Area restriction for the Doctor Creek wildfire rescinded
Effective at 7 p.m. Mountain Daylight Time on Thursday, September 17, the area restriction that was established around the Doctor Creek wildfire will be rescinded.
Firefighting personnel no longer need to restrict public access to operate efficiently and safely in the area.
The BC Wildfire Service reminds members of the public that the Doctor Creek wildfire is an active worksite and they should exercise caution at all times while travelling in the area. Even if an area restriction has been rescinded, officials still have the authority under the Wildfire Act and its regulations to order anyone to leave the area.
Before entering any area affected by a wildfire, members of the public should be aware that significant safety hazards may be present. Trees that have been damaged by fire might be unstable and could fall down. Ash pits can be hard to detect and can remain hot long after the flames have died down.
Nearby communities can still expect to see smoke within the fire’s perimeter over the coming weeks. This is common with large wildfires, and smoke will continue to be visible until there is significant rainfall at the site.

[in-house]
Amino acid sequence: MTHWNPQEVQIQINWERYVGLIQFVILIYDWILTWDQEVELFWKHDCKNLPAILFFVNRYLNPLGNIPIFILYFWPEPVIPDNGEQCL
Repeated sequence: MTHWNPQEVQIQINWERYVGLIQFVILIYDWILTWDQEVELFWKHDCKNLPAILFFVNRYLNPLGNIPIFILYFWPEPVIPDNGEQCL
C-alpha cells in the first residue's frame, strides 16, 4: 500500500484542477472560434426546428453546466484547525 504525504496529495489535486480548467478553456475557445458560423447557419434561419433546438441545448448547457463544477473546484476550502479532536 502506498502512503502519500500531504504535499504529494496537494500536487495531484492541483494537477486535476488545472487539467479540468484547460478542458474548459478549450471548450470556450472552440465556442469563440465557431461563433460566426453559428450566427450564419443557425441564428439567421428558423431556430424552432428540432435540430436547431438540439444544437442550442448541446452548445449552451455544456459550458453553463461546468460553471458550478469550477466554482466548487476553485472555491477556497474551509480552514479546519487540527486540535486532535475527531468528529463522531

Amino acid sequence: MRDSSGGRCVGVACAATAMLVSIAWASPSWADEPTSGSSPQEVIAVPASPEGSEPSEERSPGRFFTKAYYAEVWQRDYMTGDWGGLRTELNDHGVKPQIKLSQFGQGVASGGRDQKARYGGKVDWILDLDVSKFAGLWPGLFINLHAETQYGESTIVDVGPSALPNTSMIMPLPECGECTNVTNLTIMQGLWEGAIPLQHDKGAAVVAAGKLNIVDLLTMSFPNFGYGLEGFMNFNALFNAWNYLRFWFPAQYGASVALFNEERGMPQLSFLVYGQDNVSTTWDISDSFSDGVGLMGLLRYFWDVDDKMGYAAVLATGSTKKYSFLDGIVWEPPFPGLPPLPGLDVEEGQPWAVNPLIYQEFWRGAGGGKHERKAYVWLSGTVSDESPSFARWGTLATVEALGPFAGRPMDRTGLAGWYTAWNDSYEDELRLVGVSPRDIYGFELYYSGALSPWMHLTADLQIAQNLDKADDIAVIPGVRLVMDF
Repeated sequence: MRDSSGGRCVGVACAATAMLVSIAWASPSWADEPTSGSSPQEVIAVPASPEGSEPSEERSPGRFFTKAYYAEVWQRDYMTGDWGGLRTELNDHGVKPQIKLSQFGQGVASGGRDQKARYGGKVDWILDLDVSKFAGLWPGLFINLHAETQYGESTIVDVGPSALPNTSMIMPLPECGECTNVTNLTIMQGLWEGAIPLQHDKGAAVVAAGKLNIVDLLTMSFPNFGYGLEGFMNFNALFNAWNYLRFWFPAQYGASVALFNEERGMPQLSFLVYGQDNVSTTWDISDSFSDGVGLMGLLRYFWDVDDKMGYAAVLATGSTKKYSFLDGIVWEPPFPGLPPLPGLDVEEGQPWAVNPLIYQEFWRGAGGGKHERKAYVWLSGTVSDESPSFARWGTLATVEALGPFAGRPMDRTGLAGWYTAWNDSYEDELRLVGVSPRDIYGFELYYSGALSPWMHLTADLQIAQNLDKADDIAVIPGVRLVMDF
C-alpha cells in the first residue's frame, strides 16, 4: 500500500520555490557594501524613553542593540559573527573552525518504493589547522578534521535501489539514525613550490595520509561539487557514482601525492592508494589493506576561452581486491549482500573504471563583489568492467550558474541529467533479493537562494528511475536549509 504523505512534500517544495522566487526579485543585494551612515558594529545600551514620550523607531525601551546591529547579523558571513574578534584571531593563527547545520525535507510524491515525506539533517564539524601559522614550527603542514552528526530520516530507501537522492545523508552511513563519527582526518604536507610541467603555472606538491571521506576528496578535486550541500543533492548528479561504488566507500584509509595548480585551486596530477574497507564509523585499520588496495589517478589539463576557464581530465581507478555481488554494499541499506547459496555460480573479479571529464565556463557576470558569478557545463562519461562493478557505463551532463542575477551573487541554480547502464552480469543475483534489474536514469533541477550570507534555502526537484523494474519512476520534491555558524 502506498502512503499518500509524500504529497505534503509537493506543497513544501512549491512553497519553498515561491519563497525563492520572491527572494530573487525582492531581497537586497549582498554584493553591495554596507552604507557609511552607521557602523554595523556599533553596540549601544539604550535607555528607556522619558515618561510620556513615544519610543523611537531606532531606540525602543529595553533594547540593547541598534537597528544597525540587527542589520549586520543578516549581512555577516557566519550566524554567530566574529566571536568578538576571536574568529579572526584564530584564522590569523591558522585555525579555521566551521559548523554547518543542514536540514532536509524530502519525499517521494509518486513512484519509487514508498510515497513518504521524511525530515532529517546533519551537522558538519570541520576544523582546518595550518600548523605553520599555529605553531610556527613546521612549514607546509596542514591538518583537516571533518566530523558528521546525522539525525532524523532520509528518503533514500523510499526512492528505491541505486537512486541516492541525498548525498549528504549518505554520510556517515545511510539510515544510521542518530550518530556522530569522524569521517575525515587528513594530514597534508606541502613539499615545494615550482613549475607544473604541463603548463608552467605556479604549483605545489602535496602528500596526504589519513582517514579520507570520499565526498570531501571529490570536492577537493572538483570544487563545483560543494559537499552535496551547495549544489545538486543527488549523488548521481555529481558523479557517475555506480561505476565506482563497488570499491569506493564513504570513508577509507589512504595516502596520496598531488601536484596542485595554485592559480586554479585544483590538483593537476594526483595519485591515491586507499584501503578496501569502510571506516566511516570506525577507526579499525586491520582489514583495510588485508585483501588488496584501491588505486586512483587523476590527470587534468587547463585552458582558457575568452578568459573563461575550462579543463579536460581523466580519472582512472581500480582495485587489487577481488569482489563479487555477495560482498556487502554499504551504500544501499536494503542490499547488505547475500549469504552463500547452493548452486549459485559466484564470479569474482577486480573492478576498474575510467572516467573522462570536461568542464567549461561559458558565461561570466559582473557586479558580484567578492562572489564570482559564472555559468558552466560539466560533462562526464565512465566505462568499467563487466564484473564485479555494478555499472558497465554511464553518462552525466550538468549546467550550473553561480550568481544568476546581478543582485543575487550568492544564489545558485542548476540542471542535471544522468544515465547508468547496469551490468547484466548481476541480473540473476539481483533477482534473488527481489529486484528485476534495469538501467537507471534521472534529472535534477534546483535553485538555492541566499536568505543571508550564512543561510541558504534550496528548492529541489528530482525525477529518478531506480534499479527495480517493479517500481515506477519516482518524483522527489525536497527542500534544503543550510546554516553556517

Smoke appearing from well within the fire perimeter and burned material is common.
However, smoke that rises from green, unburned fuel or from outside a fire’s perimeter should be reported immediately.
Road closures and area restrictions are subject to change depending on fire activity. For the most current information please visit the bans and restrictions section of the BC Wildfire website for the Southeast Fire Centre, or visit this link: http://ow.ly/WlFn50B7XVV
To report a wildfire, unattended campfire or open burning violation, call 1-800-663-5555 toll-free or *5555 on a cellphone. For the latest information on current wildfire activity, burning restrictions, road closures and air-quality advisories, visit: http://www.bcwildfire.ca or download the BC Wildfire App free for Apple and Android devices.
Lead image: Doctor Creek fire activity looking east from within the fire perimeter on Sept.-11. BC Wildfire Service photo